Total Reviews: 21
Genre: Woody Oriental
I have an odd relationship with the scents Chanel markets to men. I can appreciate Antaeus, Pour Monsieur, and Égoïste, but not love them. I’d much sooner wear Cuir de Russie, Cristalle, Eau des Îles, Bel Respiro, Sycomore, or No. 19. (I won’t stoop to consider such obviously cynical concessions to mass appeal as Platinum Égoïste and the Allure Homme clan.) When composing for men, this house often adopts a tightly reigned-in style that aims for dignity, but arrives instead at a kind of over-starched propriety. Even the comparatively flamboyant Antaeus leaves me with a mild sense of ennui.
Égoïste is a very pleasant, well-constructed oriental scent with that maintains a gratifying balance between stewed fruit and warm spices before drying down to a suave accord of sandalwood, amber, and vanilla, but I never find myself compelled to reach for it. In a fragrance of this weight and style, I prefer a touch of strangeness or an animalic twist, whereas Égoïste evolves properly and predictably over its course. A matter of personal taste, I admit, but I remain uncompelled.
Candied fruit floating on top of dry sandalwood.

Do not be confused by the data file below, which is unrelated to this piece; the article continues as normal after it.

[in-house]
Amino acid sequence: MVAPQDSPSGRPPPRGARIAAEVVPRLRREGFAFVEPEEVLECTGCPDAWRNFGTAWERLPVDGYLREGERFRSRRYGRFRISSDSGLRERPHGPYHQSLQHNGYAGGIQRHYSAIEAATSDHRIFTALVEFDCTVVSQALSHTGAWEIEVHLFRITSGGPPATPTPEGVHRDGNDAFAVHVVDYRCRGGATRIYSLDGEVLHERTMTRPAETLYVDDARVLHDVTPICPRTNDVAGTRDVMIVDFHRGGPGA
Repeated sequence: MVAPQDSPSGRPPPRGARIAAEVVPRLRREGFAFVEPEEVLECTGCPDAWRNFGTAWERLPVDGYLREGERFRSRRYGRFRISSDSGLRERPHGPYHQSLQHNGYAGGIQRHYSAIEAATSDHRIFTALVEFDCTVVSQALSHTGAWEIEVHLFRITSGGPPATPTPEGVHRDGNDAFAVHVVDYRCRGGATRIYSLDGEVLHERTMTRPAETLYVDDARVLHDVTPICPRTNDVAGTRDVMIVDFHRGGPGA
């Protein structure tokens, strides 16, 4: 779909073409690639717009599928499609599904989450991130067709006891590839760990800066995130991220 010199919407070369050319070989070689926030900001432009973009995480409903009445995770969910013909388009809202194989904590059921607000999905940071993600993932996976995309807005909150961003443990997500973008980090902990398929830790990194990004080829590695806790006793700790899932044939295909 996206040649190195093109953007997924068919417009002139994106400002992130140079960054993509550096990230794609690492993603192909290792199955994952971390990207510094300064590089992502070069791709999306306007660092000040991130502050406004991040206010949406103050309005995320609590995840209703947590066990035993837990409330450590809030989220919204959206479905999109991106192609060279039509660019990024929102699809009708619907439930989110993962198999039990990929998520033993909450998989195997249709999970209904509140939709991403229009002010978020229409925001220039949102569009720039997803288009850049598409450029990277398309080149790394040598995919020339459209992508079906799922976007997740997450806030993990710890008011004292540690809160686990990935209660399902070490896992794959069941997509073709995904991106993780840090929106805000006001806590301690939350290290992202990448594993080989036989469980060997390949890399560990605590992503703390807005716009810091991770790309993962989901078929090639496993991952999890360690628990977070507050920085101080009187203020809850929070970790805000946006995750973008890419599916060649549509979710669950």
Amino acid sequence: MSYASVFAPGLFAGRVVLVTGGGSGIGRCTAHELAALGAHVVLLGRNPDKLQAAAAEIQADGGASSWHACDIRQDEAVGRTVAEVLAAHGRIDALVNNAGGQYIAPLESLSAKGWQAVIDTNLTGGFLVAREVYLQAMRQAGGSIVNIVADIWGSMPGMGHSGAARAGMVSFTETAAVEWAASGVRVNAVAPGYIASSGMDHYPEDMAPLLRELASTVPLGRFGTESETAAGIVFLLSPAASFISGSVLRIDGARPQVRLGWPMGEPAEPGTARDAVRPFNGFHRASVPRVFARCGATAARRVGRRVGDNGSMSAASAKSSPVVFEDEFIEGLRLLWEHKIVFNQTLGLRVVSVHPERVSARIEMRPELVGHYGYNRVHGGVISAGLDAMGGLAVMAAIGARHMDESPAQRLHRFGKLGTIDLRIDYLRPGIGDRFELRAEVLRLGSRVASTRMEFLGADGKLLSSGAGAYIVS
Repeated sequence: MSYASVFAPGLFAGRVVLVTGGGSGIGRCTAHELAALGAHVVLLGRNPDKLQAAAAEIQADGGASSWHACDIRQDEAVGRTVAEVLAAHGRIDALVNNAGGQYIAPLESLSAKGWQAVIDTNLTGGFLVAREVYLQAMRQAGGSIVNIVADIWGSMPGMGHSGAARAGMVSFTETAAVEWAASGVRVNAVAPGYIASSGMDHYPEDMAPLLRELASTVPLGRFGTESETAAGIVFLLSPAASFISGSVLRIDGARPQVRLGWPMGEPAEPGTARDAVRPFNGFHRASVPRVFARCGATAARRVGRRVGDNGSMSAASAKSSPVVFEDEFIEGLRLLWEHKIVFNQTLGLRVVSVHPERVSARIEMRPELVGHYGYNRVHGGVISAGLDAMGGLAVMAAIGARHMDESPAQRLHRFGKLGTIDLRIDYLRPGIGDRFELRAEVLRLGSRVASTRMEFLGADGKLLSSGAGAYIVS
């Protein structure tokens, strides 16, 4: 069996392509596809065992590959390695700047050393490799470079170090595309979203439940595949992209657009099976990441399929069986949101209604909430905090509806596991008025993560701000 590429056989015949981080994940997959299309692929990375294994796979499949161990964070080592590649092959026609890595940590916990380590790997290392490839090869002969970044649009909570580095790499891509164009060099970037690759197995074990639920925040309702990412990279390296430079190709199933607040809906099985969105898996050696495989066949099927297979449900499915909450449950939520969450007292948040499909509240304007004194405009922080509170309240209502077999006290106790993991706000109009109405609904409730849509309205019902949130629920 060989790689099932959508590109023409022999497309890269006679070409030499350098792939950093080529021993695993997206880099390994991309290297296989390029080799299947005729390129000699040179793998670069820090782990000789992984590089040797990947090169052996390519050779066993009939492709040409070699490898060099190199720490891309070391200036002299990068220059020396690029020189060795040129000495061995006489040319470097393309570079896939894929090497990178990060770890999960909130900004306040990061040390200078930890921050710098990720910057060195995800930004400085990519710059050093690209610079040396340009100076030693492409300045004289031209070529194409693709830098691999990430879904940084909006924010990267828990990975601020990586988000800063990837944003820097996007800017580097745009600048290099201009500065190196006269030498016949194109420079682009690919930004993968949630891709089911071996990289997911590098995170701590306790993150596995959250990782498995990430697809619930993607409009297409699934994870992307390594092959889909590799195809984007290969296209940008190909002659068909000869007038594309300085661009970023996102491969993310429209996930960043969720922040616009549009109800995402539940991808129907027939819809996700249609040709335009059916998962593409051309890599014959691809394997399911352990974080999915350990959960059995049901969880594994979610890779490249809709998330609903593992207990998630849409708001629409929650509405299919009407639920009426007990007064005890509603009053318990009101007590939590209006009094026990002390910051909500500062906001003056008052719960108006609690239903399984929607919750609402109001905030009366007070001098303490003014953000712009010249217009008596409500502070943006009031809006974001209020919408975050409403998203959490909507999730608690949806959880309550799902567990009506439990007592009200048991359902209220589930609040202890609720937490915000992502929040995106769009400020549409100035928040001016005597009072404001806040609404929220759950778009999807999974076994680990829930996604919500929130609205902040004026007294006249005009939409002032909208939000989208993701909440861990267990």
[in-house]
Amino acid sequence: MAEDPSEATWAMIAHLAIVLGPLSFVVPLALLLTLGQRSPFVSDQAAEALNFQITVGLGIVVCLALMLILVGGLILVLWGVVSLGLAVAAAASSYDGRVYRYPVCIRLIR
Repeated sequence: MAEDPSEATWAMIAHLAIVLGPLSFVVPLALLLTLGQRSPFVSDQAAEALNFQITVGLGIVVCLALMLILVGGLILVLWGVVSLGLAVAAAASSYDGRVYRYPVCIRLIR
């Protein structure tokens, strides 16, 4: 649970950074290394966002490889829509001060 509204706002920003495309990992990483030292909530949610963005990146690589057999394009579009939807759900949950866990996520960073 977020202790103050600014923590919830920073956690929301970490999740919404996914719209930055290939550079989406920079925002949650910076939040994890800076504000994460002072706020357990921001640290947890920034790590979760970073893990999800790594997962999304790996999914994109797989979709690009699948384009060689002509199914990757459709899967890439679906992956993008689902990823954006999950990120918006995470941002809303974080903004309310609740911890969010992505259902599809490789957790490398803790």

A little too candied for my taste - I place it as the scent of an unwashed person just before he or she begins to stink - just on the verge of cloying, never quite going over the edge, just teetering there.
I did not find it either remarkable, or memorable, except in the above negative comparison.
I can see why Luca Turin thought this resembled a Guerlain creation more than other Chanels. There is a resemblance to the base of their men's scents.
Not for me.
Just an OK scent. It doesn't evoke any deeper feelings in me. An unremarkable scent.
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Égoïste opens up with nice oriental fruit and spicy notes. It dries down after an hour or so to a nice balance of sandalwood and vanilla notes with a tinge of amber. I get more vanilla than anything and wish the sandalwood notes were more pronounced.